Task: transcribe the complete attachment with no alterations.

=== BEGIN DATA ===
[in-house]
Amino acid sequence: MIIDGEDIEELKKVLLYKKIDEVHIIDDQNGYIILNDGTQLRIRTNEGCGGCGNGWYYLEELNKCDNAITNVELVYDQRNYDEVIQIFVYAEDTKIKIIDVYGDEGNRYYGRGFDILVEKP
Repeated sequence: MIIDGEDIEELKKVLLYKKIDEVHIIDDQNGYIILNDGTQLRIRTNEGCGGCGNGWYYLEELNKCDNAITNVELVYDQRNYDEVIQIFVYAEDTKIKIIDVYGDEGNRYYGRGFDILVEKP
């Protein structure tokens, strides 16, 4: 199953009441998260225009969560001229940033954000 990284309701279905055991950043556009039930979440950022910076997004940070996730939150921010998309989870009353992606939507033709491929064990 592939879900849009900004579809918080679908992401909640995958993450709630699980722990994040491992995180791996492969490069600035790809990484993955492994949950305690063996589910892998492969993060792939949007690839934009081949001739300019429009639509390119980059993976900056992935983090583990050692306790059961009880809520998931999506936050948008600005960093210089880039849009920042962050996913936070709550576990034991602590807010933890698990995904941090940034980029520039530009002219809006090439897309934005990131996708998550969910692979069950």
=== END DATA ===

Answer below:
[in-house]
Amino acid sequence: MIIDGEDIEELKKVLLYKKIDEVHIIDDQNGYIILNDGTQLRIRTNEGCGGCGNGWYYLEELNKCDNAITNVELVYDQRNYDEVIQIFVYAEDTKIKIIDVYGDEGNRYYGRGFDILVEKP
Repeated sequence: MIIDGEDIEELKKVLLYKKIDEVHIIDDQNGYIILNDGTQLRIRTNEGCGGCGNGWYYLEELNKCDNAITNVELVYDQRNYDEVIQIFVYAEDTKIKIIDVYGDEGNRYYGRGFDILVEKP
């Protein structure tokens, strides 16, 4: 199953009441998260225009969560001229940033954000 990284309701279905055991950043556009039930979440950022910076997004940070996730939150921010998309989870009353992606939507033709491929064990 592939879900849009900004579809918080679908992401909640995958993450709630699980722990994040491992995180791996492969490069600035790809990484993955492994949950305690063996589910892998492969993060792939949007690839934009081949001739300019429009639509390119980059993976900056992935983090583990050692306790059961009880809520998931999506936050948008600005960093210089880039849009920042962050996913936070709550576990034991602590807010933890698990995904941090940034980029520039530009002219809006090439897309934005990131996708998550969910692979069950």